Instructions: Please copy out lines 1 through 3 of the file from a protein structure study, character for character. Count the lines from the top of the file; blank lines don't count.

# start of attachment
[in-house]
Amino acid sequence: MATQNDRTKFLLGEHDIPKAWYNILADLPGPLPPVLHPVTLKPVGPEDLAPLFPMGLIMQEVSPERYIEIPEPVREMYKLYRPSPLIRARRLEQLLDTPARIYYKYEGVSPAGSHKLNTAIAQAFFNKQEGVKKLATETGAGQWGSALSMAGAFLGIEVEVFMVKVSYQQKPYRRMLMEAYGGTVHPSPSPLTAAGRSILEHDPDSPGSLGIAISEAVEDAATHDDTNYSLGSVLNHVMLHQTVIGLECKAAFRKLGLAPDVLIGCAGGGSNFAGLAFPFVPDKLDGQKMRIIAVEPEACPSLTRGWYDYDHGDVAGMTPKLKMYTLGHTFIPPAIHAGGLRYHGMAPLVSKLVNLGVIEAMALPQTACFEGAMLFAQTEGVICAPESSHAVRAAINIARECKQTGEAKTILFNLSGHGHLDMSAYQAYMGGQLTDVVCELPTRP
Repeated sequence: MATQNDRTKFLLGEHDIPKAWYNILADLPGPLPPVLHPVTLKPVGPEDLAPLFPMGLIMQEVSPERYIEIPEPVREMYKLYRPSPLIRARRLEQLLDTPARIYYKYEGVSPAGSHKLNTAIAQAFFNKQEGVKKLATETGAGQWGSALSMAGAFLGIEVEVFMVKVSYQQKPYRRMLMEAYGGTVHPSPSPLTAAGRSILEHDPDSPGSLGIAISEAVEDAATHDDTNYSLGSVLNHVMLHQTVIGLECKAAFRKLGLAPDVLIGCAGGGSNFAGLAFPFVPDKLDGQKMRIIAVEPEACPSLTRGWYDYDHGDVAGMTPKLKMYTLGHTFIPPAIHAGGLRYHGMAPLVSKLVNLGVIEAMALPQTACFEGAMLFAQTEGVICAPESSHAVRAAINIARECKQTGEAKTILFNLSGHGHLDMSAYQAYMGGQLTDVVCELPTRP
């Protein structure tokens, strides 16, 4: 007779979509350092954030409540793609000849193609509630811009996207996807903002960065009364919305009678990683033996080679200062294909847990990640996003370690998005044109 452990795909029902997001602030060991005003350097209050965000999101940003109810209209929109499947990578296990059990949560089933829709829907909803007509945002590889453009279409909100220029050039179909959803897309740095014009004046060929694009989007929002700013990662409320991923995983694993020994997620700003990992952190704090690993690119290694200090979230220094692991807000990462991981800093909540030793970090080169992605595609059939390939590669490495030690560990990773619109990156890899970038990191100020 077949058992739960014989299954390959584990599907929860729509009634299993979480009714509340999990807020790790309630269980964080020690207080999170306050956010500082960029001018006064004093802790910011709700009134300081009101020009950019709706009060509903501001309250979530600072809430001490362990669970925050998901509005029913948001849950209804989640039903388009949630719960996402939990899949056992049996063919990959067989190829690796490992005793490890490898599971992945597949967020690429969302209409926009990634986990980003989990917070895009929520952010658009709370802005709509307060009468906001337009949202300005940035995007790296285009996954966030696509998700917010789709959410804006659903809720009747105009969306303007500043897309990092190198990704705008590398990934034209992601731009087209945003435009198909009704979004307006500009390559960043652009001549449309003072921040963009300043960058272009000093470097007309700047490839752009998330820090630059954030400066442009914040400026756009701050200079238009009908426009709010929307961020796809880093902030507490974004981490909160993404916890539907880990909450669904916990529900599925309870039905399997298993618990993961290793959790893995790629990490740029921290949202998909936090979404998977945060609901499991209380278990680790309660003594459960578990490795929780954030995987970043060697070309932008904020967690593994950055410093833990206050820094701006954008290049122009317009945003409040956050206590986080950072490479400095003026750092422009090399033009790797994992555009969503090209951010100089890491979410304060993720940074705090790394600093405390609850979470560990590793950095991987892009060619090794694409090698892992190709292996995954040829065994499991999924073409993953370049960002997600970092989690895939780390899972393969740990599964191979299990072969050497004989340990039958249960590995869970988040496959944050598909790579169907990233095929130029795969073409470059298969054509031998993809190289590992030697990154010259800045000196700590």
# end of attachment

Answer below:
[in-house]
Amino acid sequence: MATQNDRTKFLLGEHDIPKAWYNILADLPGPLPPVLHPVTLKPVGPEDLAPLFPMGLIMQEVSPERYIEIPEPVREMYKLYRPSPLIRARRLEQLLDTPARIYYKYEGVSPAGSHKLNTAIAQAFFNKQEGVKKLATETGAGQWGSALSMAGAFLGIEVEVFMVKVSYQQKPYRRMLMEAYGGTVHPSPSPLTAAGRSILEHDPDSPGSLGIAISEAVEDAATHDDTNYSLGSVLNHVMLHQTVIGLECKAAFRKLGLAPDVLIGCAGGGSNFAGLAFPFVPDKLDGQKMRIIAVEPEACPSLTRGWYDYDHGDVAGMTPKLKMYTLGHTFIPPAIHAGGLRYHGMAPLVSKLVNLGVIEAMALPQTACFEGAMLFAQTEGVICAPESSHAVRAAINIARECKQTGEAKTILFNLSGHGHLDMSAYQAYMGGQLTDVVCELPTRP
Repeated sequence: MATQNDRTKFLLGEHDIPKAWYNILADLPGPLPPVLHPVTLKPVGPEDLAPLFPMGLIMQEVSPERYIEIPEPVREMYKLYRPSPLIRARRLEQLLDTPARIYYKYEGVSPAGSHKLNTAIAQAFFNKQEGVKKLATETGAGQWGSALSMAGAFLGIEVEVFMVKVSYQQKPYRRMLMEAYGGTVHPSPSPLTAAGRSILEHDPDSPGSLGIAISEAVEDAATHDDTNYSLGSVLNHVMLHQTVIGLECKAAFRKLGLAPDVLIGCAGGGSNFAGLAFPFVPDKLDGQKMRIIAVEPEACPSLTRGWYDYDHGDVAGMTPKLKMYTLGHTFIPPAIHAGGLRYHGMAPLVSKLVNLGVIEAMALPQTACFEGAMLFAQTEGVICAPESSHAVRAAINIARECKQTGEAKTILFNLSGHGHLDMSAYQAYMGGQLTDVVCELPTRP